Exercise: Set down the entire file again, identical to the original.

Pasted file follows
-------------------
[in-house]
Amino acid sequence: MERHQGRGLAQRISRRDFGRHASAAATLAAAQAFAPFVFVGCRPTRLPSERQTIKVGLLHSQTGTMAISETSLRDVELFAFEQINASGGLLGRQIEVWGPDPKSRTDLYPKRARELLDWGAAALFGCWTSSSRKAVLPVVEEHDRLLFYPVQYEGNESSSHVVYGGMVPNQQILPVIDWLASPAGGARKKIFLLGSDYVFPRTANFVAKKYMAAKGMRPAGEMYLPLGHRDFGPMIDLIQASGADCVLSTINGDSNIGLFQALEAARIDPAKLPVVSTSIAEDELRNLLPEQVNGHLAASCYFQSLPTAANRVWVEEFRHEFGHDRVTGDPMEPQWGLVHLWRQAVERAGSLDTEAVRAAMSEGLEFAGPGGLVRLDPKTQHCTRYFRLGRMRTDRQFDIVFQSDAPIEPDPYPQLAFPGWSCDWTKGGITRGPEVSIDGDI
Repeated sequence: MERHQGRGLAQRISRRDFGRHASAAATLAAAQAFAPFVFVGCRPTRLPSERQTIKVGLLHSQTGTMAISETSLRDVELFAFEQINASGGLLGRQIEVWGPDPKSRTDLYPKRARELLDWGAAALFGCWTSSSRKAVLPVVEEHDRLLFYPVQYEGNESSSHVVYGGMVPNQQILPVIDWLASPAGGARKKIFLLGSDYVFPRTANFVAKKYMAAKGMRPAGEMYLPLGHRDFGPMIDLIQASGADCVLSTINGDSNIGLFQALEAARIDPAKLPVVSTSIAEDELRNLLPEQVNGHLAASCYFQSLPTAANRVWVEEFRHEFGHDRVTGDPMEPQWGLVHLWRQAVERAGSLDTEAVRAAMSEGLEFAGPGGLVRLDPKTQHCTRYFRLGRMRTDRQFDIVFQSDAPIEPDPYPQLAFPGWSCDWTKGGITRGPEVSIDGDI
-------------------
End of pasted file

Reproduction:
[in-house]
Amino acid sequence: MERHQGRGLAQRISRRDFGRHASAAATLAAAQAFAPFVFVGCRPTRLPSERQTIKVGLLHSQTGTMAISETSLRDVELFAFEQINASGGLLGRQIEVWGPDPKSRTDLYPKRARELLDWGAAALFGCWTSSSRKAVLPVVEEHDRLLFYPVQYEGNESSSHVVYGGMVPNQQILPVIDWLASPAGGARKKIFLLGSDYVFPRTANFVAKKYMAAKGMRPAGEMYLPLGHRDFGPMIDLIQASGADCVLSTINGDSNIGLFQALEAARIDPAKLPVVSTSIAEDELRNLLPEQVNGHLAASCYFQSLPTAANRVWVEEFRHEFGHDRVTGDPMEPQWGLVHLWRQAVERAGSLDTEAVRAAMSEGLEFAGPGGLVRLDPKTQHCTRYFRLGRMRTDRQFDIVFQSDAPIEPDPYPQLAFPGWSCDWTKGGITRGPEVSIDGDI
Repeated sequence: MERHQGRGLAQRISRRDFGRHASAAATLAAAQAFAPFVFVGCRPTRLPSERQTIKVGLLHSQTGTMAISETSLRDVELFAFEQINASGGLLGRQIEVWGPDPKSRTDLYPKRARELLDWGAAALFGCWTSSSRKAVLPVVEEHDRLLFYPVQYEGNESSSHVVYGGMVPNQQILPVIDWLASPAGGARKKIFLLGSDYVFPRTANFVAKKYMAAKGMRPAGEMYLPLGHRDFGPMIDLIQASGADCVLSTINGDSNIGLFQALEAARIDPAKLPVVSTSIAEDELRNLLPEQVNGHLAASCYFQSLPTAANRVWVEEFRHEFGHDRVTGDPMEPQWGLVHLWRQAVERAGSLDTEAVRAAMSEGLEFAGPGGLVRLDPKTQHCTRYFRLGRMRTDRQFDIVFQSDAPIEPDPYPQLAFPGWSCDWTKGGITRGPEVSIDGDI